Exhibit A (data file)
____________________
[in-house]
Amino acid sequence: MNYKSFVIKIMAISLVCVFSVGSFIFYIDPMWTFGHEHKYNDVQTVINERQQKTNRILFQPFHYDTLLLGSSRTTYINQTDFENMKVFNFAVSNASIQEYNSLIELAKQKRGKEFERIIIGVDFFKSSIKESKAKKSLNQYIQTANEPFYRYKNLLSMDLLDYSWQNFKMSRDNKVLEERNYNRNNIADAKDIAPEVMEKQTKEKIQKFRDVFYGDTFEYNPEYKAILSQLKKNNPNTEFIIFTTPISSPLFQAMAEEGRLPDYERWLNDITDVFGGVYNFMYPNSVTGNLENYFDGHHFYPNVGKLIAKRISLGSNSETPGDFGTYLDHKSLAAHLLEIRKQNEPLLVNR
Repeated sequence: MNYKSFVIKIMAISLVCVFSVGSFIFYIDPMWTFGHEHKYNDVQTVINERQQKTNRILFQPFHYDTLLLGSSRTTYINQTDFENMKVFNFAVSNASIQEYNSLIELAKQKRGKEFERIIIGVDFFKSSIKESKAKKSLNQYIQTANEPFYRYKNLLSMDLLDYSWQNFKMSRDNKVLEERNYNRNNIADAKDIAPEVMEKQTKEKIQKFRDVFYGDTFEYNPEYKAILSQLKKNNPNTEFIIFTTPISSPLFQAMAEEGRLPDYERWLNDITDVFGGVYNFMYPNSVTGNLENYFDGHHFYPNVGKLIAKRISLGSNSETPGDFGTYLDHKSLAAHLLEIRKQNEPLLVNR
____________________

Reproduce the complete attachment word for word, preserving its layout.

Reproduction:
[in-house]
Amino acid sequence: MNYKSFVIKIMAISLVCVFSVGSFIFYIDPMWTFGHEHKYNDVQTVINERQQKTNRILFQPFHYDTLLLGSSRTTYINQTDFENMKVFNFAVSNASIQEYNSLIELAKQKRGKEFERIIIGVDFFKSSIKESKAKKSLNQYIQTANEPFYRYKNLLSMDLLDYSWQNFKMSRDNKVLEERNYNRNNIADAKDIAPEVMEKQTKEKIQKFRDVFYGDTFEYNPEYKAILSQLKKNNPNTEFIIFTTPISSPLFQAMAEEGRLPDYERWLNDITDVFGGVYNFMYPNSVTGNLENYFDGHHFYPNVGKLIAKRISLGSNSETPGDFGTYLDHKSLAAHLLEIRKQNEPLLVNR
Repeated sequence: MNYKSFVIKIMAISLVCVFSVGSFIFYIDPMWTFGHEHKYNDVQTVINERQQKTNRILFQPFHYDTLLLGSSRTTYINQTDFENMKVFNFAVSNASIQEYNSLIELAKQKRGKEFERIIIGVDFFKSSIKESKAKKSLNQYIQTANEPFYRYKNLLSMDLLDYSWQNFKMSRDNKVLEERNYNRNNIADAKDIAPEVMEKQTKEKIQKFRDVFYGDTFEYNPEYKAILSQLKKNNPNTEFIIFTTPISSPLFQAMAEEGRLPDYERWLNDITDVFGGVYNFMYPNSVTGNLENYFDGHHFYPNVGKLIAKRISLGSNSETPGDFGTYLDHKSLAAHLLEIRKQNEPLLVNR